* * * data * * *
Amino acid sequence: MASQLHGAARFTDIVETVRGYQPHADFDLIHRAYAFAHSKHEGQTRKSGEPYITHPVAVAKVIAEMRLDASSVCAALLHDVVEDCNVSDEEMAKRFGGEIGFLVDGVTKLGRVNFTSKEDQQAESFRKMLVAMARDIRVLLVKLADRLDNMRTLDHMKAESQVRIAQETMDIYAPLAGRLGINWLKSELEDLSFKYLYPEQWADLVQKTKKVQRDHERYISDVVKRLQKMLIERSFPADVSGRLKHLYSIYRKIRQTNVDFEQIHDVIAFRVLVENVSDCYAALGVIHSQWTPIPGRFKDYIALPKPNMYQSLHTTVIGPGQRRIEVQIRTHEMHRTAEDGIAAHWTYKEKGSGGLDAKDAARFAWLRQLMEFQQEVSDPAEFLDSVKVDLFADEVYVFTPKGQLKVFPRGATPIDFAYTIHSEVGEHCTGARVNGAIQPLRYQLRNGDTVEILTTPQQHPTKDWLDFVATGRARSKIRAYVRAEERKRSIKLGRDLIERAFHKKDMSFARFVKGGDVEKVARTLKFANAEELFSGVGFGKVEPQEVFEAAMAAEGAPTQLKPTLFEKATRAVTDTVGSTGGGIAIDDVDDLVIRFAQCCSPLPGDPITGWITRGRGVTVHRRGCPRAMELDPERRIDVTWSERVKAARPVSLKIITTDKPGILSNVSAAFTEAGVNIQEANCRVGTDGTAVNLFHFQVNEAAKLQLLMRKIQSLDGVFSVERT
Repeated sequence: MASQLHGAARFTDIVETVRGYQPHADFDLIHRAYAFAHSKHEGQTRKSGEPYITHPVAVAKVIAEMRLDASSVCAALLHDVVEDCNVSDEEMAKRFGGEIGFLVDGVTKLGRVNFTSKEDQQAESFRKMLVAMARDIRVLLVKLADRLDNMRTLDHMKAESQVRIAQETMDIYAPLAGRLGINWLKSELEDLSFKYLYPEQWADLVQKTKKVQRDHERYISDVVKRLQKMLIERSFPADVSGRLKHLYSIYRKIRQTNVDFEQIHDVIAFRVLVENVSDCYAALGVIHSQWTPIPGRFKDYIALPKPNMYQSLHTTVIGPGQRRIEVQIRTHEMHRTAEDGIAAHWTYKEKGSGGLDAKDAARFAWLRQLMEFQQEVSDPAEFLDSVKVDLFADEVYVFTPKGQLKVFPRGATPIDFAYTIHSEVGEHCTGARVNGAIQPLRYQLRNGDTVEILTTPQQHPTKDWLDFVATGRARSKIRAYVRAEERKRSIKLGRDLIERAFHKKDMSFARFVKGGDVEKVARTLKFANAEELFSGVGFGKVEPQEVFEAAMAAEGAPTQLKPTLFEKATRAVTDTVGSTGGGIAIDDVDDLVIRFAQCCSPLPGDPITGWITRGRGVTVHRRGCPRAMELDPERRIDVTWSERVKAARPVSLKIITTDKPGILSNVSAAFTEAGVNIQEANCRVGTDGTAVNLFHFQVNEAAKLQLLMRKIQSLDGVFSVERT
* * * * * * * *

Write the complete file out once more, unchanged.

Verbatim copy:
Amino acid sequence: MASQLHGAARFTDIVETVRGYQPHADFDLIHRAYAFAHSKHEGQTRKSGEPYITHPVAVAKVIAEMRLDASSVCAALLHDVVEDCNVSDEEMAKRFGGEIGFLVDGVTKLGRVNFTSKEDQQAESFRKMLVAMARDIRVLLVKLADRLDNMRTLDHMKAESQVRIAQETMDIYAPLAGRLGINWLKSELEDLSFKYLYPEQWADLVQKTKKVQRDHERYISDVVKRLQKMLIERSFPADVSGRLKHLYSIYRKIRQTNVDFEQIHDVIAFRVLVENVSDCYAALGVIHSQWTPIPGRFKDYIALPKPNMYQSLHTTVIGPGQRRIEVQIRTHEMHRTAEDGIAAHWTYKEKGSGGLDAKDAARFAWLRQLMEFQQEVSDPAEFLDSVKVDLFADEVYVFTPKGQLKVFPRGATPIDFAYTIHSEVGEHCTGARVNGAIQPLRYQLRNGDTVEILTTPQQHPTKDWLDFVATGRARSKIRAYVRAEERKRSIKLGRDLIERAFHKKDMSFARFVKGGDVEKVARTLKFANAEELFSGVGFGKVEPQEVFEAAMAAEGAPTQLKPTLFEKATRAVTDTVGSTGGGIAIDDVDDLVIRFAQCCSPLPGDPITGWITRGRGVTVHRRGCPRAMELDPERRIDVTWSERVKAARPVSLKIITTDKPGILSNVSAAFTEAGVNIQEANCRVGTDGTAVNLFHFQVNEAAKLQLLMRKIQSLDGVFSVERT
Repeated sequence: MASQLHGAARFTDIVETVRGYQPHADFDLIHRAYAFAHSKHEGQTRKSGEPYITHPVAVAKVIAEMRLDASSVCAALLHDVVEDCNVSDEEMAKRFGGEIGFLVDGVTKLGRVNFTSKEDQQAESFRKMLVAMARDIRVLLVKLADRLDNMRTLDHMKAESQVRIAQETMDIYAPLAGRLGINWLKSELEDLSFKYLYPEQWADLVQKTKKVQRDHERYISDVVKRLQKMLIERSFPADVSGRLKHLYSIYRKIRQTNVDFEQIHDVIAFRVLVENVSDCYAALGVIHSQWTPIPGRFKDYIALPKPNMYQSLHTTVIGPGQRRIEVQIRTHEMHRTAEDGIAAHWTYKEKGSGGLDAKDAARFAWLRQLMEFQQEVSDPAEFLDSVKVDLFADEVYVFTPKGQLKVFPRGATPIDFAYTIHSEVGEHCTGARVNGAIQPLRYQLRNGDTVEILTTPQQHPTKDWLDFVATGRARSKIRAYVRAEERKRSIKLGRDLIERAFHKKDMSFARFVKGGDVEKVARTLKFANAEELFSGVGFGKVEPQEVFEAAMAAEGAPTQLKPTLFEKATRAVTDTVGSTGGGIAIDDVDDLVIRFAQCCSPLPGDPITGWITRGRGVTVHRRGCPRAMELDPERRIDVTWSERVKAARPVSLKIITTDKPGILSNVSAAFTEAGVNIQEANCRVGTDGTAVNLFHFQVNEAAKLQLLMRKIQSLDGVFSVERT